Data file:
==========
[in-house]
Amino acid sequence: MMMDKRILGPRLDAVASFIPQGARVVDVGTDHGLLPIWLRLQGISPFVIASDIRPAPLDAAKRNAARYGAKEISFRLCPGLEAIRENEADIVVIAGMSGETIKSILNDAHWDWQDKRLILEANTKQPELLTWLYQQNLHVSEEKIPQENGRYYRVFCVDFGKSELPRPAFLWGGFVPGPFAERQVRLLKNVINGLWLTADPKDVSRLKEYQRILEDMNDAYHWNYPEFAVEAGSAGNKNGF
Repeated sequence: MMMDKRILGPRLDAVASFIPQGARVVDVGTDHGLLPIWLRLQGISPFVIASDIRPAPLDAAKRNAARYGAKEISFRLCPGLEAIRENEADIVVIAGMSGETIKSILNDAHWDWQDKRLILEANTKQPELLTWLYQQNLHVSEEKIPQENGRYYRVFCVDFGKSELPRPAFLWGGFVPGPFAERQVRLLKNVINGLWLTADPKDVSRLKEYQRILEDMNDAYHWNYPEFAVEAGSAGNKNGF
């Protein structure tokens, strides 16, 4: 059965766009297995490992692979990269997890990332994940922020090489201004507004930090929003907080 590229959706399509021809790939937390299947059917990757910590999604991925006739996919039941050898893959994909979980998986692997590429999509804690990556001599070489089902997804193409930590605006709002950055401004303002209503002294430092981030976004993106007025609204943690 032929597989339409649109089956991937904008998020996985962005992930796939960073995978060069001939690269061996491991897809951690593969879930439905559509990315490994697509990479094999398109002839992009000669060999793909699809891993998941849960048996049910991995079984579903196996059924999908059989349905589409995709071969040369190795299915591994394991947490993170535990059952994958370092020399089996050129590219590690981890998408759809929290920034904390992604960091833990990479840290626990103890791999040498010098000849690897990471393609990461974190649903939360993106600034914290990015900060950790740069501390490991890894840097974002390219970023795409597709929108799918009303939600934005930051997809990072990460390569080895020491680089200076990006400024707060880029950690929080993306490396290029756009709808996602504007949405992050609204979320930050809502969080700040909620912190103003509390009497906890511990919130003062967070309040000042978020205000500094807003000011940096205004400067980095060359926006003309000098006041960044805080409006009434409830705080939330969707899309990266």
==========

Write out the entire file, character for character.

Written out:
[in-house]
Amino acid sequence: MMMDKRILGPRLDAVASFIPQGARVVDVGTDHGLLPIWLRLQGISPFVIASDIRPAPLDAAKRNAARYGAKEISFRLCPGLEAIRENEADIVVIAGMSGETIKSILNDAHWDWQDKRLILEANTKQPELLTWLYQQNLHVSEEKIPQENGRYYRVFCVDFGKSELPRPAFLWGGFVPGPFAERQVRLLKNVINGLWLTADPKDVSRLKEYQRILEDMNDAYHWNYPEFAVEAGSAGNKNGF
Repeated sequence: MMMDKRILGPRLDAVASFIPQGARVVDVGTDHGLLPIWLRLQGISPFVIASDIRPAPLDAAKRNAARYGAKEISFRLCPGLEAIRENEADIVVIAGMSGETIKSILNDAHWDWQDKRLILEANTKQPELLTWLYQQNLHVSEEKIPQENGRYYRVFCVDFGKSELPRPAFLWGGFVPGPFAERQVRLLKNVINGLWLTADPKDVSRLKEYQRILEDMNDAYHWNYPEFAVEAGSAGNKNGF
């Protein structure tokens, strides 16, 4: 059965766009297995490992692979990269997890990332994940922020090489201004507004930090929003907080 590229959706399509021809790939937390299947059917990757910590999604991925006739996919039941050898893959994909979980998986692997590429999509804690990556001599070489089902997804193409930590605006709002950055401004303002209503002294430092981030976004993106007025609204943690 032929597989339409649109089956991937904008998020996985962005992930796939960073995978060069001939690269061996491991897809951690593969879930439905559509990315490994697509990479094999398109002839992009000669060999793909699809891993998941849960048996049910991995079984579903196996059924999908059989349905589409995709071969040369190795299915591994394991947490993170535990059952994958370092020399089996050129590219590690981890998408759809929290920034904390992604960091833990990479840290626990103890791999040498010098000849690897990471393609990461974190649903939360993106600034914290990015900060950790740069501390490991890894840097974002390219970023795409597709929108799918009303939600934005930051997809990072990460390569080895020491680089200076990006400024707060880029950690929080993306490396290029756009709808996602504007949405992050609204979320930050809502969080700040909620912190103003509390009497906890511990919130003062967070309040000042978020205000500094807003000011940096205004400067980095060359926006003309000098006041960044805080409006009434409830705080939330969707899309990266």